Wreck Diving
Wrecks of the Red Sea

The Red Sea has been an important international waterway since time immemorial. The first record of a trading expedition in the Red Sea dates back to year 1493 BC, when Queen Hatchepsut of Egypt sent a fleet of five vessels from El Quseir, on the Red Sea mainland coast, to the Land of Punt, near present-day Somalia.

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AÏDA

The Loss of the Aïda: On the sheltered side of Big Brother Island (the one with the Lighthouse) is also an old jetty used for delivering stores and changeover of personnel. The Aïda was ferrying troops to this island when, on 15 September 1957, she struck the reef and began to sink. On board were 157 persons including crew at the time. 77 people were rescued by the Tugboat “Bergehus” and the remainder scrambled safely ashore.

Diving the Aïda: The front of this ship is missing. The remainder, however, is virtually intact from a point immediately in front of the bridge deck all the way to the stern. She lies at a steep angle up the reef with her stern at a depth of 56m. Both rudder and propeller are intact. Even at 56m, the coral growth is outstanding but gets more vibrant as you ascend. The water is exceptionally clear making this wreck a thing of great beauty. Working upwards, the wooden deck-planking has rotted away leaving a framework of steel cross-members and supports which allow access to every part of the ship. On the afterdeck are the remains of the rear mast - complete as far as the crosstrees, below which are deck winches. At 40m is the rear of the central bridge deck with lifeboat davits and engine room air vents. The leading edge of what remains of this ship is at 28m revealing a large, open engine room. Curiously, the engines are lodged above the wreck on a ledge at 12m.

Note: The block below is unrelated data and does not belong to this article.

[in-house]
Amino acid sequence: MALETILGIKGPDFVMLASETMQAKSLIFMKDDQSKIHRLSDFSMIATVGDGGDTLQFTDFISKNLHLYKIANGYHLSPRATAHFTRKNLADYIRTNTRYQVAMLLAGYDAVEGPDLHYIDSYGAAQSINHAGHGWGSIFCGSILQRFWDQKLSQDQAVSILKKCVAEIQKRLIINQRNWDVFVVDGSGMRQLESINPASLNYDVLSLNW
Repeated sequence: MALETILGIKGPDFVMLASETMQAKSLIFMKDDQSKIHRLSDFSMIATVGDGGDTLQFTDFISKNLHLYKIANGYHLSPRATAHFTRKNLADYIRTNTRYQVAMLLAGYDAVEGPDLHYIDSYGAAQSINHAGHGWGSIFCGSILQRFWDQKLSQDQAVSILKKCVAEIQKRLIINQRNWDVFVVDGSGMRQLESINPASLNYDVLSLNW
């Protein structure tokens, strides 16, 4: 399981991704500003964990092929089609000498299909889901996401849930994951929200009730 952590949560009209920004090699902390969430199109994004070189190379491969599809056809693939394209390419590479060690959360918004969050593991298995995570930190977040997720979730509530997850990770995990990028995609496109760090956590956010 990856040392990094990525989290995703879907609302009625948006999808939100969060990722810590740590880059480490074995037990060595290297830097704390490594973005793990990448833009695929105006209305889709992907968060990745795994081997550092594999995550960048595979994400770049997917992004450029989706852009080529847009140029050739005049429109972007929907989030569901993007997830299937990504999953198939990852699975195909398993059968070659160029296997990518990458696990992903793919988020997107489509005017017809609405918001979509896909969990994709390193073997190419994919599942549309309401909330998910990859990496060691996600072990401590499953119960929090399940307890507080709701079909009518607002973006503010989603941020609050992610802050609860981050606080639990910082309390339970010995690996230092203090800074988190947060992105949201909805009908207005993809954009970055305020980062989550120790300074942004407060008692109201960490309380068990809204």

Postscript: On 8 October 1941 the Aïda was attacked and damaged by German aircraft but was later repaired and returned to service. One report, however, wrongly stated this ship was “bombed and sunk.” This led to speculation that “this” Aïda must have been a different ship and for many years this wreck was incorrectly known as “Aïda II.”


Ned Middleton is an award-winning, best selling author. For more information about this and other shipwrecks found within the Egyptian sector of the Red Sea, his book “Shipwrecks from the Egyptian Red Sea” (ISBN 1898162719 and 1905492162) is readily available. This book was declared “Underwater Publication of the Year” for 2007.

Location

Big Brother Island, northern tip

Depth

12m to 60m

Constructed

1911

Launched

1911

Type

Passenger Freighter

Displacement

1428

Dimensions

Machinery

3 cylinder triple expansion steam engine.

Owners

Egyptian Marine

Cargo

Troops and Stores